Experience Hawaiian History & Culture atOur Big Island Historical Site
Courtyard King Kamehameha's Kona Beach Hotel is on one of the most historic sites in all of Hawaii. King Kamehameha the Great, the leader credited with uniting all of Hawaii’s islands under one ruler, established his royal residence adjacent to the current site of his namesake hotel. King Kamehameha's residence included all of Kamakahonu, the bay around which the hotel is focused. Besides homes, his residence also had numerous fishponds and gardens.
Here on the Big Island, Kamehameha the Great ruled over all the islands until his passing on May 8, 1819. Indeed, our Kona hotel owes quite a debt to our island's rich history and culture.
During King Kamehameha's reign, he rebuilt Ahu'ena Heiau, a temple dedicated to Lono, who was the Hawaiian God of peace, agriculture, and prosperity. Reconstructed between 1812 and 1813, the Ahu'ena Heiau is on the register of National Historic Landmarks as one of Hawaii's most important historic sites.
In the Heiau, or ancient temple, the dominant temple image was of Kalaemoku, a chief deified for his healing of acute diseases. Carved upon Kalaemoku's helmet was a perched bird. Other images in the Heiau were of ancestral gods with whom Kamehameha maintained close rapport for the benefit of his kingdom.
Members of Kamehameha's council frequently met with him at the Ahu'ena Heiau for ritual prayers. After his death, the council met here to instruct Kamehameha's young heir in the ways of wise government.
Hawaiian Artifacts & Decor
To immerse our guests in authentic Hawaiian culture, our Big Island hotel showcases many exquisite and historic artifacts depicting life in the 18th Century. Among many of Courtyard King Kamehameha's Kona Beach Hotel's treasures are a fascinating mural, portraits of Hawaiian royalty, displays of domestic and agricultural artifacts, and much more.
Our Hawaiian Mural
Our gorgeous Hawaiian mural greets you the minute you step into our lobby area. The large and compelling mural was painted by late renowned artist Herb Kane and depicts Kamehameha, dressed in a simple kapa wrap, in conversation with his son Liholiho, the heir to the throne who ruled as Kamehameha II.
In the painting to the left sits Queen Ka'ahumanu, a favorite wife of Kamehameha and champion of the missionaries. Without her assistance in the guise of Christianity, the missionaries would not have landed in Hawaii and been allowed to stay. A formidable person, she became the most prominent woman in politics and was named Kuhinanui, or Esteemed Regent, to Kamehameha II and Kamehameha III. Embodied with much power in her own right, Ka'ahumanu successfully maneuvered to acquire even more power.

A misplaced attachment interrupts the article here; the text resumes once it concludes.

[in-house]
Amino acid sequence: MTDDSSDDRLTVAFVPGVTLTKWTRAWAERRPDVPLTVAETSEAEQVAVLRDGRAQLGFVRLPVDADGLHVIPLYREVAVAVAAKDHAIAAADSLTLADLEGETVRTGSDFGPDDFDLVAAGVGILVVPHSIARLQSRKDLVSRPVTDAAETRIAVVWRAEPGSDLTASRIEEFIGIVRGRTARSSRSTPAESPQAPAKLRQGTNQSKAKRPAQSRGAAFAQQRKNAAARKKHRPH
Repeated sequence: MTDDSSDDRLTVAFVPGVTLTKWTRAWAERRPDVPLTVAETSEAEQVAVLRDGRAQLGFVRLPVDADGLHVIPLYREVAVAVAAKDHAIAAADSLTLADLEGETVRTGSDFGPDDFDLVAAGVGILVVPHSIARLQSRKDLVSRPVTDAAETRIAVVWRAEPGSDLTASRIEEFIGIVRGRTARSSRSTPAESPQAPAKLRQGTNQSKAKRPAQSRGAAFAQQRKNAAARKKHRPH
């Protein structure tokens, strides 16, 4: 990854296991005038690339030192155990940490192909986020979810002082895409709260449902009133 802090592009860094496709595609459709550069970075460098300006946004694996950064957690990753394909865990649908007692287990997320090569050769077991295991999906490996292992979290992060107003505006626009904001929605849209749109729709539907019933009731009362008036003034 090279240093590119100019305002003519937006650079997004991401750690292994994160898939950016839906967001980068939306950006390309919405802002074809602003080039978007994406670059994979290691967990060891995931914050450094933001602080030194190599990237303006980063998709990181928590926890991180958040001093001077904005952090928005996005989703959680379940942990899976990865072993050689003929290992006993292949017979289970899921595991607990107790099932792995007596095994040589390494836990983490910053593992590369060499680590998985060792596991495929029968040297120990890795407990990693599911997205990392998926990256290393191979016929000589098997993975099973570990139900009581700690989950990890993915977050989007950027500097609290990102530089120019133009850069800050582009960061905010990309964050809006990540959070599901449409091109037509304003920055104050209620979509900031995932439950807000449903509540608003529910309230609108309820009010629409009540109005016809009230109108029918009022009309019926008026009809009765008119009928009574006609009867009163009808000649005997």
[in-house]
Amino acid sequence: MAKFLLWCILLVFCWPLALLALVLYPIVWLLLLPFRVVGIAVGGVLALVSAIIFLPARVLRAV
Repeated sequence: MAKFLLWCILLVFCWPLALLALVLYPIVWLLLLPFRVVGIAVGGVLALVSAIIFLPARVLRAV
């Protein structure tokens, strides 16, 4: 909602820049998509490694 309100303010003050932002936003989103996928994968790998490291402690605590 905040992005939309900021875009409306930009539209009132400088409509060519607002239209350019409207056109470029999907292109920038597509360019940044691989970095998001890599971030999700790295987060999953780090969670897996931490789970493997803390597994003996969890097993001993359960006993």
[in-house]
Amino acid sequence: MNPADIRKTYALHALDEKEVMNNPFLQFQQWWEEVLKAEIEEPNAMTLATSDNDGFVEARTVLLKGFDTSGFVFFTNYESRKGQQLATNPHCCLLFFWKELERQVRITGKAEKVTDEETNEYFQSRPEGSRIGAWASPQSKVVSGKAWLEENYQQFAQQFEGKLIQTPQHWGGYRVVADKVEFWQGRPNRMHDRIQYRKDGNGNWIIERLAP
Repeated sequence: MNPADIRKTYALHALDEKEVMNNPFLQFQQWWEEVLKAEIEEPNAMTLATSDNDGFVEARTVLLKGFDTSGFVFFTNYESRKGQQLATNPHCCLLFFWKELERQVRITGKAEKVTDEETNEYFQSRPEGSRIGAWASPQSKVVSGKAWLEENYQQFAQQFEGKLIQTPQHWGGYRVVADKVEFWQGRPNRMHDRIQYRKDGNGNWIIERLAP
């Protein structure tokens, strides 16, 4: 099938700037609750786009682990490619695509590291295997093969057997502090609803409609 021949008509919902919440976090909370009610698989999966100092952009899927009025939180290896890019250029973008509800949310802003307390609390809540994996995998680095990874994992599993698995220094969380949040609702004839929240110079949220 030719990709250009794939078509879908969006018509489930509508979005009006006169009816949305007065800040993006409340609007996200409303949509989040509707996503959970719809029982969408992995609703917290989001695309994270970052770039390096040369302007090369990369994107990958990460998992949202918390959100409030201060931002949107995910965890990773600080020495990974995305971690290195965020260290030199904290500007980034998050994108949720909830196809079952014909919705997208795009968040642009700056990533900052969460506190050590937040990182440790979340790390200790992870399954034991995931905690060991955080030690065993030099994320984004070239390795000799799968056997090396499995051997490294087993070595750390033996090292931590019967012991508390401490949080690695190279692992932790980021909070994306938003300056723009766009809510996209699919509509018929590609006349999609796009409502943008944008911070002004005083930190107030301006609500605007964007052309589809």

Hotel guests can also admire the 40 paintings in the breezeway, also by renowned artist Herb Kane.
Portraits of Hawaiian Royalty
In addition to portraits of King Kamehameha I and Queen Ka'ahumanu, the Big Island hotel boasts 20 beautiful paintings of other Hawaiian royalty, including King Kamehameha II and his wife Queen Kamamalu, King Kamehameha III and his wife Queen Kalama, King Kamehameha IV and his wife Queen Emma, and the bachelor king Kamehameha V.
Ahu'ula (Treasured Feather Cape)
Bird catching was an esteemed profession in old Hawaii, and the feathers gathered were offered as tax payments to rulers. Red and yellow feathers were especially prized, though not easily acquired, as the birds were small in size. Feathered cloaks like this one became symbols of rank and status, and were worn into battle by royalty.
Mahi'ole (Feather Helmet)
Unique to Hawaii, feather-covered helmets completed the feather capes worn by the highest-ranking leaders. While the helmets of leaders of lesser rank lacked feathers, they were often adorned with ornaments and woven decorations.
Lei Hulu (Feather Wreaths)
Lei hulu, prized ornaments of high-ranking women of ancient Hawaii, were worn around the neck or head. Those made of yellow feathers were the most valuable.
Lei Niho Palaoa (Whale Tooth Pendant)
Worn only by the highest-ranking leaders during occasions of great importance, Lei Nio Palaoa was made from the ivory teeth of sperm whales. They were carved into the shape of a tongue and fastened by a single cord of human hair wound many times to form a comfortable fit.
You’ll see a great collection of war weapons on display at our hotel, such as war clubs made from wood, bone and a combination of wood and stone. A few examples include wooden short spears, daggers, tripping weapons and slings, and long spears.
Ancient Hula Instruments
Music is very important to the Hawaiian culture, which is why we also have a variety of ancient hula instruments for you to view. These include feather gourd rattles called Uli Uli, a bamboo pipe, gourd drum, musical bow, nose flute, gourd whistle, shell trumpet, stone castanets, treadle board, split bamboo, and hula sticks.
Domestic & Agricultural Artifacts
Another part of our historical display is a cross-section of an imu (underground oven) and a lu'au, digging tool. Also included are examples of stone poi pounders, two- and three-pronged fishing spears, ancient fishnets, and fishhooks.